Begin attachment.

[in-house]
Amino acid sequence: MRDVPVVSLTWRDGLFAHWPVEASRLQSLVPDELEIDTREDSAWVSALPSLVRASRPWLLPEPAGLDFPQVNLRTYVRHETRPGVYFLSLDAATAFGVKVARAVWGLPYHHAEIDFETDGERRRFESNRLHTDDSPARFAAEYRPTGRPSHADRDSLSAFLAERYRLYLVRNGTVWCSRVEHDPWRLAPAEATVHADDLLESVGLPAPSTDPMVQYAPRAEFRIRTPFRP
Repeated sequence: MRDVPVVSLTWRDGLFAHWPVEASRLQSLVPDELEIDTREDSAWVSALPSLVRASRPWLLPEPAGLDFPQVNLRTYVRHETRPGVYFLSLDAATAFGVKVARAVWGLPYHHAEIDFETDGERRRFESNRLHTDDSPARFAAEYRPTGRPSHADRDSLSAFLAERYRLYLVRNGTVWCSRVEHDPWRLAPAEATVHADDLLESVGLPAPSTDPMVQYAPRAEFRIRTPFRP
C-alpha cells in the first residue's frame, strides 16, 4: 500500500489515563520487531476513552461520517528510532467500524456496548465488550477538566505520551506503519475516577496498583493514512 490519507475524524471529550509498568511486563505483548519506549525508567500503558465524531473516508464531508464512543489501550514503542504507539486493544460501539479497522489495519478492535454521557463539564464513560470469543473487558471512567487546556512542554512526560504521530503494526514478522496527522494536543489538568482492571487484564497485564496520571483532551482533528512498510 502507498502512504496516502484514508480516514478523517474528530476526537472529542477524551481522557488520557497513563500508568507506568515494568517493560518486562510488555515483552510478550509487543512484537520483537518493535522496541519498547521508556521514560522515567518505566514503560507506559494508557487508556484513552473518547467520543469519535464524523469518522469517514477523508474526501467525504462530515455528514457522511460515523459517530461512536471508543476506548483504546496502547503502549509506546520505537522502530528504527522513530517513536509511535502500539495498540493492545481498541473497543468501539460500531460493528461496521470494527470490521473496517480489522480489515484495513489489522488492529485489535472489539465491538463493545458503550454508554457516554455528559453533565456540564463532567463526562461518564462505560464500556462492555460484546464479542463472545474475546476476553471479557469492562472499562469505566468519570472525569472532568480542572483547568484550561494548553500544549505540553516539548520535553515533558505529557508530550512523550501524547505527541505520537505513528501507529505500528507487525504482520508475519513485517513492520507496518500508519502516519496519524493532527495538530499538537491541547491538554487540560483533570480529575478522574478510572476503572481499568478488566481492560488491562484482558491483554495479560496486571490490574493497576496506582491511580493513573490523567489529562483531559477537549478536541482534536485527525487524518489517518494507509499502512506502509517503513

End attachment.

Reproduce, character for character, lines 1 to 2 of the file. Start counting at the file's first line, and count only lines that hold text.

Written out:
[in-house]
Amino acid sequence: MRDVPVVSLTWRDGLFAHWPVEASRLQSLVPDELEIDTREDSAWVSALPSLVRASRPWLLPEPAGLDFPQVNLRTYVRHETRPGVYFLSLDAATAFGVKVARAVWGLPYHHAEIDFETDGERRRFESNRLHTDDSPARFAAEYRPTGRPSHADRDSLSAFLAERYRLYLVRNGTVWCSRVEHDPWRLAPAEATVHADDLLESVGLPAPSTDPMVQYAPRAEFRIRTPFRP